Posted by: Mark Andrew Conboy
The Cerulean Warbler (Dendroica cerulea) is emblematic of QUBS and the southern Frontenac Arch. It has been the subject of research at the biological station since the 1990’s and indeed much of the basic natural history knowledge biologists have about this canopy-dwelling bird is the result of field work done right here at QUBS. In addition, hundreds of birders flock to Opincion Road and the area around Frontenac Provincial Park every spring to tick this species off their checklists. Cerulean Warblers are therefore a big deal to those of us who live, work and play in this part of the Arch. It’s therefore worth noting that Cerulean Warblers are now classified as endangered in Canada.
The Committee on the Status of Endangered Wildlife in Canada (COSEWIC) is the governmental body that assesses the conservation status of species in Canada and recommends them for protection under federal species at risk legislation. In November COSEWIC reassessed the status of Cerulean Warbler and upgraded it from a species of special concern to an endangered species. The previous designation (special concern) was conferred in 1993 and reassessed as such in 2003. A species of special concern is one that has not yet become so severely imperiled as to be considered threatened (yet another official level of classification) or endangered but could become so if certain risk factors are not mitigated. Classification as endangered is far more serious and means a species is “facing imminent extirpation or extinction” in Canada (see COSEWIC). There are a number of factors that make extirpation a realistic possibility for Cerulean Warblers. Logging, forest degradation and fragmentation in the wintering habitat (the South American Andes), the apparent rarity of suitable breeding habit in Canada, and continued rapid population decline throughout much of its range since the 1960’s are all cause for grave concern.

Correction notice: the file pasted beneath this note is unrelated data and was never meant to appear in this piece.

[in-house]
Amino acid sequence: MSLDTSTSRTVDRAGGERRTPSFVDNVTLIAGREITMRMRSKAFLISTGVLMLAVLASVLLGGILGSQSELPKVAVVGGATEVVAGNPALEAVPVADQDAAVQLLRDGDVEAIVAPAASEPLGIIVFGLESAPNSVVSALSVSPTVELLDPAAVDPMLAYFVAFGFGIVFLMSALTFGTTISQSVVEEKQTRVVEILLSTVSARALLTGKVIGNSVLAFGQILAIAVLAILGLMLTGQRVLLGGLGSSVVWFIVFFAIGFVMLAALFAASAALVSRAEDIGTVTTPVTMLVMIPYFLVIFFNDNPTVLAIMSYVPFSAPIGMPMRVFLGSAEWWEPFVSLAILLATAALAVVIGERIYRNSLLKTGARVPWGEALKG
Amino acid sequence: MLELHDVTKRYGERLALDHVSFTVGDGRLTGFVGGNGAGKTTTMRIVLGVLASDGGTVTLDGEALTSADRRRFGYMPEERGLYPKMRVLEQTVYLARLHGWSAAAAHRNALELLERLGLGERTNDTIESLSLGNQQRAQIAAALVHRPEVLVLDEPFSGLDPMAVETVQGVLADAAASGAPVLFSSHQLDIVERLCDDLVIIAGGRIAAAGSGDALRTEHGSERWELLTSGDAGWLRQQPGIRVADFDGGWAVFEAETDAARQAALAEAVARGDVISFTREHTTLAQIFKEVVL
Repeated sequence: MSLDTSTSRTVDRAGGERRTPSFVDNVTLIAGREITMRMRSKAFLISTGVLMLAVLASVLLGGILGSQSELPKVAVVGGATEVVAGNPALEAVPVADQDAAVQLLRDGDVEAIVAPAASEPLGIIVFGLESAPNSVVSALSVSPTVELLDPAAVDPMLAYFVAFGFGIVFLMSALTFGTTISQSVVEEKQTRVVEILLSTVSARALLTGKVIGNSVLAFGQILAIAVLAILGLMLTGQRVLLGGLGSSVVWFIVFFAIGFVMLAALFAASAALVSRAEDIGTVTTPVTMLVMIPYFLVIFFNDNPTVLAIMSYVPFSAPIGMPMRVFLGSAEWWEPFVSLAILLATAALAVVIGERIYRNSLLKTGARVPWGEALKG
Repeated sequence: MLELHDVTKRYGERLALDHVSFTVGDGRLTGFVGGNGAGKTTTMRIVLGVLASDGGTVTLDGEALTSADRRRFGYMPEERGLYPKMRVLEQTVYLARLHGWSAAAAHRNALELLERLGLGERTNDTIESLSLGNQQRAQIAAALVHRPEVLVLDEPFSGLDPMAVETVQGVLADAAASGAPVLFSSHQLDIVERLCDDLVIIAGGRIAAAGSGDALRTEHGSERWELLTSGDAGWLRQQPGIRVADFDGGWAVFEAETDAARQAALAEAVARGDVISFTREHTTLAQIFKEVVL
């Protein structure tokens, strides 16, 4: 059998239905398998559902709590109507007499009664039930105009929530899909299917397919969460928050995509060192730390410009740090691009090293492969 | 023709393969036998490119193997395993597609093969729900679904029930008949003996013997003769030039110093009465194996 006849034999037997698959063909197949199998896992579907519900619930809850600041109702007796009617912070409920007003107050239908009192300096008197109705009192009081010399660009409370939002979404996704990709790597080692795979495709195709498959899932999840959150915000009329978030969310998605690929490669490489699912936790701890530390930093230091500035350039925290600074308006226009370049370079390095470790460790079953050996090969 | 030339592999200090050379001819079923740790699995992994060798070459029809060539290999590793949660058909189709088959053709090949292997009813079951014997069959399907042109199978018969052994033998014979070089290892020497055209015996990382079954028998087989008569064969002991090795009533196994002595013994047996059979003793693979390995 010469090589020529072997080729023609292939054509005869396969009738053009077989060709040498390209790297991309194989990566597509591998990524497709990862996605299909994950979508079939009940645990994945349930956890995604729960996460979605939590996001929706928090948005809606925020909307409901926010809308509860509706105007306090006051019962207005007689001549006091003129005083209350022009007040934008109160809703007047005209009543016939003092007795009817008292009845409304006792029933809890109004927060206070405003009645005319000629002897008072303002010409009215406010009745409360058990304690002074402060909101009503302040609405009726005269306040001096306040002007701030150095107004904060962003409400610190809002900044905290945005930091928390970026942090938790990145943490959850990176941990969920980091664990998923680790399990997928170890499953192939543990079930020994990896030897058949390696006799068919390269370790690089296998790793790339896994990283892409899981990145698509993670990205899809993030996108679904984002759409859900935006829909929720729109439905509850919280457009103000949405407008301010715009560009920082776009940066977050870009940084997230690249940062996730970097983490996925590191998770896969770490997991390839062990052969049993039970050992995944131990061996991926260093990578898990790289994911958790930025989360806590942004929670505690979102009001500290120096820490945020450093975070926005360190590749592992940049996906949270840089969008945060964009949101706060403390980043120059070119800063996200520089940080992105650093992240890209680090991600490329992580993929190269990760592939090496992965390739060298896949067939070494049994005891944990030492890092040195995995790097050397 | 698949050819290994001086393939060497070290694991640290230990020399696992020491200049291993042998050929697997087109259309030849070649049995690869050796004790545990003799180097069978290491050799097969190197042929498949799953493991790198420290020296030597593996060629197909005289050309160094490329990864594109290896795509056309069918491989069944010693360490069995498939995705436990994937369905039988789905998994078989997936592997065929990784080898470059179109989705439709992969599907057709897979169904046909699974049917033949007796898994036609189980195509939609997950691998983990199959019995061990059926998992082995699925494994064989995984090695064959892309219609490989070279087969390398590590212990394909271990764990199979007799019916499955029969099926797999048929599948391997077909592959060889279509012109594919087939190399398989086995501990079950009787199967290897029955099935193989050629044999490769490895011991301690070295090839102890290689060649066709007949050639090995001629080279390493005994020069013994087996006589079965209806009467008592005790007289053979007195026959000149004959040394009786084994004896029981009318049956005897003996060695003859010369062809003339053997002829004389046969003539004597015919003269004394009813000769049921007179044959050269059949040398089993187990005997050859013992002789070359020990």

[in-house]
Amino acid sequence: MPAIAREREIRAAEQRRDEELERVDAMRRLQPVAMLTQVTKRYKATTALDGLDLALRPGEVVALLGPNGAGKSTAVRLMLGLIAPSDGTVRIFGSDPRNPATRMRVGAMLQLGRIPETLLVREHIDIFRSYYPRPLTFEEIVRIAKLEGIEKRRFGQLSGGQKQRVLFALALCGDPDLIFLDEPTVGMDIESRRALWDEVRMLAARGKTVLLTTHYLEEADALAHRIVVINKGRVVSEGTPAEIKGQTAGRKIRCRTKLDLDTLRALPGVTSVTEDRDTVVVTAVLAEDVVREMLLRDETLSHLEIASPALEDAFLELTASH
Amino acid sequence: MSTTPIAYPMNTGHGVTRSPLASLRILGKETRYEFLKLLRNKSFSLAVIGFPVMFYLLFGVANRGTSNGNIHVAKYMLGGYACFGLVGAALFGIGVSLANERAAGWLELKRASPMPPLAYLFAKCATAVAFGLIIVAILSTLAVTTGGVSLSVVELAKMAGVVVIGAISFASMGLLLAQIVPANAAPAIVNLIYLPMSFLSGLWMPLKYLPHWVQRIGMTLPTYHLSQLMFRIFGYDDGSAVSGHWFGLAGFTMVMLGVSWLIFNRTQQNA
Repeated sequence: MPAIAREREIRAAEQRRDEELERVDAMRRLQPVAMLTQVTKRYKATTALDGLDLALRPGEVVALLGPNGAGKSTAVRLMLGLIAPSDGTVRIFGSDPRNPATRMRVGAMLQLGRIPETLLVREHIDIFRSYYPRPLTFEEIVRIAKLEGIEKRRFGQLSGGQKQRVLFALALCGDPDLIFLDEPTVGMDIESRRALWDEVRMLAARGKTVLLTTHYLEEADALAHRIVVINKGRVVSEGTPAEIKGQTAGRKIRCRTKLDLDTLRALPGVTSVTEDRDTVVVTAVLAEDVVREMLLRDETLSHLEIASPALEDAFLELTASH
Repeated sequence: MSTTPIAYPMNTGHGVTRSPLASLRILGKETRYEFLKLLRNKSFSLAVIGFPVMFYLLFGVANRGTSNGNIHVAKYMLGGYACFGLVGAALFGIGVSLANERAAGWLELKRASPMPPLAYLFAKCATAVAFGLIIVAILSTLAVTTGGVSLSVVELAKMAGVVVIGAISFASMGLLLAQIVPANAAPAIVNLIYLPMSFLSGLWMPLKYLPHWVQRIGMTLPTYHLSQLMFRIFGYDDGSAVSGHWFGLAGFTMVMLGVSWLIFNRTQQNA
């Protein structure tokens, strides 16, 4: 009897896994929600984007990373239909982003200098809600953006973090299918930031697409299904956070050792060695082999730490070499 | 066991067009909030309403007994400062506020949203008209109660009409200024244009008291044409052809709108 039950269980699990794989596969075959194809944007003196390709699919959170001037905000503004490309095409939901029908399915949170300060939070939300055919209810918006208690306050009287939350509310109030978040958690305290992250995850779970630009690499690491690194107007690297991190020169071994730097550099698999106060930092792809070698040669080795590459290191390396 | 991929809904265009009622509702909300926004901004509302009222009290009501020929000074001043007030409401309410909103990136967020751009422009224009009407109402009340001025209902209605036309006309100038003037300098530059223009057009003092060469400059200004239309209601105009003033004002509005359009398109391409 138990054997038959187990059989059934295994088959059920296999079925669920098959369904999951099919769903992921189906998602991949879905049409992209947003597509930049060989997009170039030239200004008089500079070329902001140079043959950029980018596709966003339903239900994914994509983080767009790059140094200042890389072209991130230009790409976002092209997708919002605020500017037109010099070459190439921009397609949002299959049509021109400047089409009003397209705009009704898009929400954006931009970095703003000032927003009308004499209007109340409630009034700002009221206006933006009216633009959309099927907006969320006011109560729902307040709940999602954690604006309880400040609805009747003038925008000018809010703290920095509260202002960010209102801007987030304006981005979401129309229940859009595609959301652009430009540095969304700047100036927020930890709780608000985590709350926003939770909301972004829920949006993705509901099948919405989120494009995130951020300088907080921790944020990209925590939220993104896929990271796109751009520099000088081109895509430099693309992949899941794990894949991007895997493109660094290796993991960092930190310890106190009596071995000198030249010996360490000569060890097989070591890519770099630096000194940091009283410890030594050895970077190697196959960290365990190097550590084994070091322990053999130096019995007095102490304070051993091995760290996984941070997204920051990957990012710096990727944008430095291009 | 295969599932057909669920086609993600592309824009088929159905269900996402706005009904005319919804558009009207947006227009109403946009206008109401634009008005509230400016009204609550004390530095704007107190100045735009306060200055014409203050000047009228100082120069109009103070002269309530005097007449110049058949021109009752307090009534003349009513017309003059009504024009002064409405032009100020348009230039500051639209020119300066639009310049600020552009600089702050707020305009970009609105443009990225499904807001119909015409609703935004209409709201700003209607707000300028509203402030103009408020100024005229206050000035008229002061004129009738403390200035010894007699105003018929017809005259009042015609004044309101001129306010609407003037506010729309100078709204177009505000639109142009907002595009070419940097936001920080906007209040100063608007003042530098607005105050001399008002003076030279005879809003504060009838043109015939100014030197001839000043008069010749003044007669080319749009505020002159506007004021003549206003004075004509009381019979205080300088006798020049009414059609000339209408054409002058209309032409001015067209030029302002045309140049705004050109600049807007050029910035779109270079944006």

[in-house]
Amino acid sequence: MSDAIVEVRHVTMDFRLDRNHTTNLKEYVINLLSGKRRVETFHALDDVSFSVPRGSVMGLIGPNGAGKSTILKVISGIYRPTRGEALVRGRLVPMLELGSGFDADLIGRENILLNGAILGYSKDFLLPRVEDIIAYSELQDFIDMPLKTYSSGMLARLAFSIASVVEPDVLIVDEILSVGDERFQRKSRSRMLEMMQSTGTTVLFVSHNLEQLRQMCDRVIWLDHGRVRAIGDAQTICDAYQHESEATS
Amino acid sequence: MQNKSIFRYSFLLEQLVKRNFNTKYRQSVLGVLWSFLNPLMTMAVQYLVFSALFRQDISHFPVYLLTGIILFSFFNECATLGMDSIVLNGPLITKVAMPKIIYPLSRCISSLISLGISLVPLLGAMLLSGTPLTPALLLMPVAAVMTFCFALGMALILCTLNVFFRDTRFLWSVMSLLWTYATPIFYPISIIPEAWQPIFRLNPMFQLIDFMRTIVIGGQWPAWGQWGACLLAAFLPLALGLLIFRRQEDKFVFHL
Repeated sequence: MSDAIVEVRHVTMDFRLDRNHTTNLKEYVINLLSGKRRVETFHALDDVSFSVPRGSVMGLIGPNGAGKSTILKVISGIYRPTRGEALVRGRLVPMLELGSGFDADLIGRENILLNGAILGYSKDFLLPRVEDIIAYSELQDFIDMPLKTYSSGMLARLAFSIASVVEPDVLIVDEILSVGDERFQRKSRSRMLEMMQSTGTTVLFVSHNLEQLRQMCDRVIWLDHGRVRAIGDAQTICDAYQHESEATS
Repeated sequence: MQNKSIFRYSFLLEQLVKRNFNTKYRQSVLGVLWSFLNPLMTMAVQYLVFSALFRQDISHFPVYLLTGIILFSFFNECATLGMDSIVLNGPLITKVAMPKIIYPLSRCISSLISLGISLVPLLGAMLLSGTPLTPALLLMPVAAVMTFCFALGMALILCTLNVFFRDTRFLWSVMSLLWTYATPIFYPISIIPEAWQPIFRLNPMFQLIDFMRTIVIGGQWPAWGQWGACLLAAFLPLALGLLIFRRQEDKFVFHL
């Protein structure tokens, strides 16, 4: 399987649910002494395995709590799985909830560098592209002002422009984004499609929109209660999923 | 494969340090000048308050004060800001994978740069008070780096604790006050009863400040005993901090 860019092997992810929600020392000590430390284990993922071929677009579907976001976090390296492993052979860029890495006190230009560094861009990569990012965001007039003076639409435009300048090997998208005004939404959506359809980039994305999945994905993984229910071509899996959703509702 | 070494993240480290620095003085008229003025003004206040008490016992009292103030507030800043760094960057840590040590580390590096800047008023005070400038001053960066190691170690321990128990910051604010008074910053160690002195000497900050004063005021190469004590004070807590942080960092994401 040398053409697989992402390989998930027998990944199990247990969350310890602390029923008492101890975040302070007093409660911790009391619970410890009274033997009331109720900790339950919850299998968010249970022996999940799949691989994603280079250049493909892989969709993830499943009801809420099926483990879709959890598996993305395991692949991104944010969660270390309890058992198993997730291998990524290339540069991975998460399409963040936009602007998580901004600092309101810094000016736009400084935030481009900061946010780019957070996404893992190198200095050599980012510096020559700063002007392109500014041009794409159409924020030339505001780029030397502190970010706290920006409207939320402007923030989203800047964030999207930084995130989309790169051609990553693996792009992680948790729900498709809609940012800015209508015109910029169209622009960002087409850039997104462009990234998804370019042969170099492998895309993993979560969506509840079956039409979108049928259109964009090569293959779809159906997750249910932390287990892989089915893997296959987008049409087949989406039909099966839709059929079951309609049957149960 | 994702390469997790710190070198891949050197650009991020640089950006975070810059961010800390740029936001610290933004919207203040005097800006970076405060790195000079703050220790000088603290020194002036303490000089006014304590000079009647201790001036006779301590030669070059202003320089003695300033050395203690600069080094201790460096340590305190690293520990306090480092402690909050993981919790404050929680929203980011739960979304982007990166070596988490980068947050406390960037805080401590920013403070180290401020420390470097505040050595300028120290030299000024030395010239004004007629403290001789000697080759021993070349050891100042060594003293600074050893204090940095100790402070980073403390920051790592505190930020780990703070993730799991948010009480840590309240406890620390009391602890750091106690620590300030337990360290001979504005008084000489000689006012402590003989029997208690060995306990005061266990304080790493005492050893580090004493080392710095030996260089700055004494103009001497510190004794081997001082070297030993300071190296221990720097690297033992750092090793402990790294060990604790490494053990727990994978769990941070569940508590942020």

COSEWIC reports that there are an estimated 1000 Cerulean Warblers breeding in Canada annually. Intensive field work in May and June this year estimated about 100 breeding pairs (200 individuals) at QUBS. If those estimations are correct then lands owned by the biological station are home to 20% of Canada’s Cerulean Warbler population. The importance of our mature forest tracts which, Cerulean Warblers use for breeding cannot be overstated.
Cerulean Warblers are now classified as endangered on a national scale but still only as special concern provincially; even though nearly the entire Canadian population of Cerulean Warblers breeds in Ontario. However, reassessments of species at risk are ongoing at the provincial level so their classification may or (may not) come into line with the federal list. For an explanation of how the federal and provincial species at risk lists differ click | here |.